UBS Puerto Rico Bond Funds Fraud Information

RESULTS OF OUR INVESTIGATION Findings: On behalf of clients, we have investigated the practices of UBS Financial Services Inc. of Puerto Rico in selling proprietary, closed end municipal bond funds.  We have concluded the firm and its agents engaged in three primary activities in violation of the Puerto Rico Uniform Securities Act…

UBS Has Sold Approximately $9.8 Billion of Puerto Rican Sovereign Debt

A) Unsuitable Investment Recommendations and Misrepresentations and Omissions: UBS financial advisors made unsuitable investment recommendations to thousands of residents of Puerto Rico since 2008.  The firm’s financial advisors sold approximately $9.8 billion in Puerto Rico debt in the last five years alone, much of it in the firm’s own proprietary mutual funds.   As a preliminary matter, the recommendations of the funds themselves were unsuitable and inappropriate in many instances.  Many of the funds listed below were leveraged funds.  For example, the Tax Free Puerto Rico Fund II has a leverage ratio of 52.8%.  This means for every dollar of customer assets it holds, it has roughly another dollar of assets bought with borrowed money.  This sort of leverage was common for the Puerto Rico bond funds sold by UBS brokers.  In many instances, the risks associated with these sorts of leverage ratios were not made clear to UBS clients in Puerto Rico.  While UBS will argue in FINRA arbitration claims and lawsuits the risks were disclosed in the prospectus of these funds, most clients don’t read these documents and rely upon the “low risk” representations made by the firm’s financial advisors at the firm’s five branch offices. In addition to the unsuitable nature of the recommendations themselves, many UBS financial advisors recommended clients take out lines of credit to purchase additional shares of the leveraged funds.

Clients Took Out Loans on Their Homes and UBS Brokerage Account Assets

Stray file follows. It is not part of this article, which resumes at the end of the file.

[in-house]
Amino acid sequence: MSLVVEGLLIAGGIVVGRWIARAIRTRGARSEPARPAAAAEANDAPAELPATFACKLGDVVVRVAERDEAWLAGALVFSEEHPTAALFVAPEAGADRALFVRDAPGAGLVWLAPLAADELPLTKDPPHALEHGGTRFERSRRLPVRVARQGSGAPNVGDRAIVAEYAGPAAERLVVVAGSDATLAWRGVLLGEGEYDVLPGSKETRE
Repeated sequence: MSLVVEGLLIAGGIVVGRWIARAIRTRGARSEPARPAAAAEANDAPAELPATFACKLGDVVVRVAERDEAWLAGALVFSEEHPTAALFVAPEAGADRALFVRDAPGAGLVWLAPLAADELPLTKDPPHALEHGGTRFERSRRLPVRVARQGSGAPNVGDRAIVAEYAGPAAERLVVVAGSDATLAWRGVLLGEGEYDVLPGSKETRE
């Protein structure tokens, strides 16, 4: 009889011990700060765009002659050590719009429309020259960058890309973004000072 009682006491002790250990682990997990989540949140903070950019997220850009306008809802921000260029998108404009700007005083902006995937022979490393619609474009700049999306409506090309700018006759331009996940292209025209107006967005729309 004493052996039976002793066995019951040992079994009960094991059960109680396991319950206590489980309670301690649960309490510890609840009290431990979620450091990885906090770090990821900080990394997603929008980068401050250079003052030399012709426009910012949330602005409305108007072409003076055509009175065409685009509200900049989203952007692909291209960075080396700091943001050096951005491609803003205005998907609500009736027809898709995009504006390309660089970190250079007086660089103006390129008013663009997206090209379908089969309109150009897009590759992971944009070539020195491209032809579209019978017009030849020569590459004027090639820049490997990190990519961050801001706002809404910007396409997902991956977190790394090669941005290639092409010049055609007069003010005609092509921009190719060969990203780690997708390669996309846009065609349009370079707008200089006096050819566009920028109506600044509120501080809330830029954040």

The solicitation by UBS brokers to take out credit to purchase shares from a suitability perspective is highly problematic.  The credit loans were often taken on client homes or brokerage account assets.  More egregiously, some financial advisors recommended clients’ misstate the purpose of the loans on UBS forms in order to hide it from their supervisors.  The resulting loans on top of the leveraged nature in the funds resulted in credit or margin calls that caused UBS clients to sell funds at the worst possible time (or in rarer circumstances, liquidate other holdings to meet the margin calls).  By opening lines of credit and disbursing loans to clients, the company may have violated loan procedures required by the Federal Deposit Insurance Corp. In most instances, the utilization of credit or margin was grossly unsuitable.  Many of the clients who took loans out to purchase the funds were either elderly, retired, conservative or simply didn’t want to subject their investments to magnified risks of borrowed funds.  In addition, the financial advisor and firm had a clear conflict in recommending credit or margin in the form of additional commissions and fees to be earned on the purchases and direct payments on part of the credit interest charged.  As noted by FINRA in 2012: “margin loans can be highly profitable for your brokerage firm. They may also be highly profitable for your broker. Your broker may receive fees based on the amount of your margin loans. This may take the form of a percentage of the interest you pay on an ongoing basis.”  In many instances, the recommendation of credit or margin loans to purchase additional shares of the UBS proprietary funds was grossly unsuitable for UBS clients in Puerto Rico and subjects the firm to liability under the Puerto Rico Uniform Securities Act. There were also inherent conflicts of interest UBS faced in these recommendations.  Because UBS served as the investment advisor, underwriter and mutual fund manager on these transactions (along with the bank on the margin loans), there were direct conflicts of interest that led to the losses taking place.  Many brokerage firms in the past have refused to create and market their own in-house, proprietary mutual funds due to the inherent conflicts of interest associated with the sales of these products.

UBS Financial Services Puerto Rico Manipulated Open Bond Markets